So, they call Peter and John out of their jail cell to make an appearance before them. And then we read in verse 7 of our lesson what these religious leaders wanted to hear from Peter and John:
“By what power or by what name have you done this?”
You have a daughter who goes off to college and gets involved with her faith and, exercising your parental authority, you demand of her, "Whatever possessed you to think that Jesus really mattered? Didn't you know that we just took you to church so you could learn good morals and be a nice person?" 

You meet a New Testament scholar who tells you that Jesus' resurrection never happened and the scholar asks you, "By what authority do you--a common layperson or a common pastor, who has never done graduate work or spent years studying the New Testament--have the temerity to tell us that this book is actually true, that Jesus really did die and rise."

The question of authority is what the religious leaders asked of Peter and John: "Who exactly do you think you are? Who told you that you could do and say these things?"

Look at how Peter answers the question in verse 9:
If we this day are judged for a good deed done to a helpless man, by what means he has been made well, let it be known to you all, and to all the people of Israel, that by the name of Jesus Christ of Nazareth, whom you crucified, whom God raised from the dead, by Him this man stands here before you whole.  
You know what? Peter wouldn't have been in trouble if he'd said something like, "Well, I picked up a little magic somewhere along the way and that's how I was able to make the man walk again." Or if he'd said, "I recognized that his paralysis was psychosomatic and that if I simply told the man to walk, he'd be able to do it." If Peter had taken the credit for himself, this healing wouldn't have been controversial. The leaders wouldn't have even arrested John and Peter in the first place!

But the trouble was that Peter ascribed the miracle to Jesus. And the minute you give any credit to Jesus, you get yourself in trouble in this world.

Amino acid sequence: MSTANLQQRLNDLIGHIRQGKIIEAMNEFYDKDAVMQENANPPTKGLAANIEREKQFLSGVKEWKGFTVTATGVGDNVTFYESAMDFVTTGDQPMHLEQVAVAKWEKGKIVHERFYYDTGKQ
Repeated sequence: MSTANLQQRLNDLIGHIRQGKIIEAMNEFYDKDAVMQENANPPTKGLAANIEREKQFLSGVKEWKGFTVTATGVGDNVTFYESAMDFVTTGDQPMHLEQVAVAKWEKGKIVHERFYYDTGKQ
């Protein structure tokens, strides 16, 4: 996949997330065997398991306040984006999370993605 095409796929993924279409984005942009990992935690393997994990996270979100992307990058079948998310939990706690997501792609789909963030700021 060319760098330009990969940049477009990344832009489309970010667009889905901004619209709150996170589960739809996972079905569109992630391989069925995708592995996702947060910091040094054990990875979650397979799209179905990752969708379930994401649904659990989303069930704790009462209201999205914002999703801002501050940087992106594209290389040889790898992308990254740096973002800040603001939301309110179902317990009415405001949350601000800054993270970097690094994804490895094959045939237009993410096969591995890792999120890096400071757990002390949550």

Jesus once said that for those who follow Him, enemies will not be the outside world, but those of one's own's own's own church. They're the ones who ask, "Who said that you could get so high and mighty with this Jesus stuff?"

The Saducees and others wanted to knock Peter and John down a peg or two. Peter said, in effect, "That's OK. I'm not the One Who did this. It was done by the One Who was killed by our sins, the One God raised from the dead."

Now I ask myself, "Where is it that Peter got the stuff to do this?" Remember Peter on Maundy Thursday, when Jesus was bring tried and faced death on the cross? He denied even knowing Jesus three times. Where does this guy get his guts? Acts 4:8 answers that mystery:
Then Peter, filled with the Holy Spirit... 
We can have the power to live by the faith in Christ we profess, not because we talk ourselves into it or because of some inspiration we pick up along the way, but because Jesus sends His Holy Spirit to those who are desperate enough to acknowledge their need of the Spirit, desperate enough to ask for the presence of the Spirit in their lives. 

I know all about that desperation. When I told my mother that I was going to seminary, she told me that she was apprehensive. "Mark," she said, "you've never dealt well with sickness or death. Are you sure you can be a pastor?" I said, "No." But here's how I've done it for twenty-seven years: In the car, on the way to the hospital, or the death bed, or the funeral home, I pray, "God, I can't. You can. Give me the right words. Give me the right silences. Send Your Spirit."

You know, that God has always answered that prayer? God has never failed once.

That's how Peter was able to share his faith in Christ. 

And that's how you and I, in the face of a world that is increasingly indifferent or hostile toward the good news of new life for all who repent and believe in Jesus, can stand firm. We can stand firm, not out of egotism or an attitude of being holier or better than others, but simply because we love God and we love others and those "others" need Jesus as much as we do.

Look at what Peter says at the very end of our lesson, Acts 4:12:
"Nor is there salvation in any other, for there is no other name under heaven given among men by which we must be saved.”
Now, if we believe that--if we believe Jesus when He says that He is the way and the truth and the life and that no one can be reconciled with God the Father except through Him, we can't have it on our consciences that we have not shared Jesus with others. We can't settle for a hypocritical half-faith. And though we are unable to do it on our own, as weak, at least, as Peter, God can help us share Christ with others when we depend on His Spirit